1.     They are learning the ropes and trying to find their way.  We were all new to the industry once.  I remember when I was just starting out as a PA and I really didn’t know much about how a set worked or what all the different crew members did.  I didn’t know how to wrap a cable or even make coffee!  I didn’t know the rules or set etiquette.  I can remember one of my first jobs on a TG Lee milk commercial.  I had been hovering around the lighting crew nerding out over the big lights and gear.  I asked enough questions to drive the older grips and electrics crazy I’m sure.  But the gaffer on the job saw that I was genuinely interested and approached me after the shoot.  He gave me a book “The Set Lighting Technician's Handbook” and told me I should read it.  I’ll never forget that.  And there were so many instances when seasoned vets, from art department to camera to production to lighting and grip gave me invaluable advice or help that encouraged me to stay the course and pursue a career in this industry.  I would have done most anything in those early days to work in this business.  In those early days there were several producers I worked for that treated PA’s really horrible.  I could see how working for these kinds of people would discourage a young person from staying in the industry.  Or even worse would influence them in the way above the line people treat below the line people.  And that affects us all.  But the kindness of the others is what stuck with me far longer than the negative experiences.  As seasoned crew members we are somewhat responsible for the next generation of crew coming up behind us.  We should therefore find and encourage those young PA’s that have passion for what we do.  We should be answering their questions, guiding them, teaching them, molding them into the kind of crew members that we want to work with.  Will there be times when they need to be scolded or corrected for a mistake?  Sure, of course.  But don’t berate or scream at them.  That accomplishes nothing except creating an environment of fear and loathing.  And any negativity on set is counter- productive to the production or working environment.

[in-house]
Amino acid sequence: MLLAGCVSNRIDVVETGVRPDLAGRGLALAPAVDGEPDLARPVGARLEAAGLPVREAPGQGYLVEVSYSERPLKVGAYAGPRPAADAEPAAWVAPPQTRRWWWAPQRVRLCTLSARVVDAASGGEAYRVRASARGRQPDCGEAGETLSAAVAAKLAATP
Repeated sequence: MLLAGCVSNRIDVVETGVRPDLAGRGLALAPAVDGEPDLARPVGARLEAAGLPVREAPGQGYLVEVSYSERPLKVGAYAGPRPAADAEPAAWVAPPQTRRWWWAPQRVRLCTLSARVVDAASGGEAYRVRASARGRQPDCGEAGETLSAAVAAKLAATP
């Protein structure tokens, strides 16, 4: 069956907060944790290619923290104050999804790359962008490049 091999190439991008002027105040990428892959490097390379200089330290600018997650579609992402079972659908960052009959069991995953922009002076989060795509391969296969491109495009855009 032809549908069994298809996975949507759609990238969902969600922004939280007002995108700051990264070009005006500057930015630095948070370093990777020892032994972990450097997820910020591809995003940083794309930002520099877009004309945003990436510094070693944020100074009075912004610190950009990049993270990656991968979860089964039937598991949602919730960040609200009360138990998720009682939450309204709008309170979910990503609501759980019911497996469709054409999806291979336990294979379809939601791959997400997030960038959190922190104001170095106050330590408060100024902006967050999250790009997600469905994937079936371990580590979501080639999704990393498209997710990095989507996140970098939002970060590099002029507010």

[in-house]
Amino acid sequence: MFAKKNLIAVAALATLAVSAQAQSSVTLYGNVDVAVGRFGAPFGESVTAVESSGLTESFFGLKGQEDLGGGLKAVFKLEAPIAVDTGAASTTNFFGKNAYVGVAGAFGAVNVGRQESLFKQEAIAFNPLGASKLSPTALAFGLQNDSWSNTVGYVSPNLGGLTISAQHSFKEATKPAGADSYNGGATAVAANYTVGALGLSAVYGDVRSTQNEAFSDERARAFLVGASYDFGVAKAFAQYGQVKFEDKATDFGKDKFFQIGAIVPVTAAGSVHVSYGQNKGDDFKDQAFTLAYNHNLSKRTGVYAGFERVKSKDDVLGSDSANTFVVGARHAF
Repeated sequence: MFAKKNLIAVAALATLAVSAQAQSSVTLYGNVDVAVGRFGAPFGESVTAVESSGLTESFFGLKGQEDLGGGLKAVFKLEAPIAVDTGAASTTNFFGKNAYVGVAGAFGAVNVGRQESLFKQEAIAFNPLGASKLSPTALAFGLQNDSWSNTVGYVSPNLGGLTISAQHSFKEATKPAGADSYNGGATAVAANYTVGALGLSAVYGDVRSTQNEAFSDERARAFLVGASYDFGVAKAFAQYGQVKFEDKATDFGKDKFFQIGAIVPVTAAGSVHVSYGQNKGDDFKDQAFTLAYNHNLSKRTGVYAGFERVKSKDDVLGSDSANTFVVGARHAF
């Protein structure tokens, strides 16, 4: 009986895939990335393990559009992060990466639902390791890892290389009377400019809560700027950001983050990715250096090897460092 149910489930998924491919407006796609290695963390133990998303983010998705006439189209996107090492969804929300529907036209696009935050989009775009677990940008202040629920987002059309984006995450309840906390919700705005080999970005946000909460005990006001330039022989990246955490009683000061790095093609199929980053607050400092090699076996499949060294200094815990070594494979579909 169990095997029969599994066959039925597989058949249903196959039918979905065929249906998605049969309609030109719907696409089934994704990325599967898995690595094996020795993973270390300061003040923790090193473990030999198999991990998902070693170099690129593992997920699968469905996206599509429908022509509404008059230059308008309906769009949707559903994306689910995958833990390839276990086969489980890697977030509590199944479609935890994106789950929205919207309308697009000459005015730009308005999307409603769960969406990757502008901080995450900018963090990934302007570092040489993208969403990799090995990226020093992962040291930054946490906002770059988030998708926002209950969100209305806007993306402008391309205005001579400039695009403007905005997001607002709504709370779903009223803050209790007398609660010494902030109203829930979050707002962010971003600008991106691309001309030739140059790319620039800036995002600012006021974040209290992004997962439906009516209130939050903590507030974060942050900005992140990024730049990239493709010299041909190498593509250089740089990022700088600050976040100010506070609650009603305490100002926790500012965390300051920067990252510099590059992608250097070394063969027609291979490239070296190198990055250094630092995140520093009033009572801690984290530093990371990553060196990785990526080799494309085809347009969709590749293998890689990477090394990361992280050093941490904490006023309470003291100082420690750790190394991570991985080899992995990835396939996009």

These were some of the instrumental people in my decision to study the camera.  Joachim was the DP on "Unser Charles" and Brian Watson (Gaffer), who came off gruff but was always mentoring.  I respected the hell out of him.